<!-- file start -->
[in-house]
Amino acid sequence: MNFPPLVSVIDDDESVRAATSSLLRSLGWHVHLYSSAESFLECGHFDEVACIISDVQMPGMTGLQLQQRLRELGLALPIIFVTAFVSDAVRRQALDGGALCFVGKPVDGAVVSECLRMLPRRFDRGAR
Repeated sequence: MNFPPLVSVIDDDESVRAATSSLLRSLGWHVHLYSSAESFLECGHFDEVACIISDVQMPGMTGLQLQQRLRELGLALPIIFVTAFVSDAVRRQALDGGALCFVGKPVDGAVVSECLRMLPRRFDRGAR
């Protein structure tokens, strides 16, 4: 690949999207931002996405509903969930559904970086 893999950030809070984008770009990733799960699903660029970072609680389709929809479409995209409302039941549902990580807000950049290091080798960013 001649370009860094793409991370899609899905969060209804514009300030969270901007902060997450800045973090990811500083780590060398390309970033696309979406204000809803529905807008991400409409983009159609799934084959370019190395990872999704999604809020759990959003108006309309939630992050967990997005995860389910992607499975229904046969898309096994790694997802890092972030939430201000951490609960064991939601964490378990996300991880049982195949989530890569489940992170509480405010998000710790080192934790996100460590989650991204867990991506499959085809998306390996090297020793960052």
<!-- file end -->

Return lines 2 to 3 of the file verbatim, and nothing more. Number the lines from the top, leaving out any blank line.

Amino acid sequence: MNFPPLVSVIDDDESVRAATSSLLRSLGWHVHLYSSAESFLECGHFDEVACIISDVQMPGMTGLQLQQRLRELGLALPIIFVTAFVSDAVRRQALDGGALCFVGKPVDGAVVSECLRMLPRRFDRGAR
Repeated sequence: MNFPPLVSVIDDDESVRAATSSLLRSLGWHVHLYSSAESFLECGHFDEVACIISDVQMPGMTGLQLQQRLRELGLALPIIFVTAFVSDAVRRQALDGGALCFVGKPVDGAVVSECLRMLPRRFDRGAR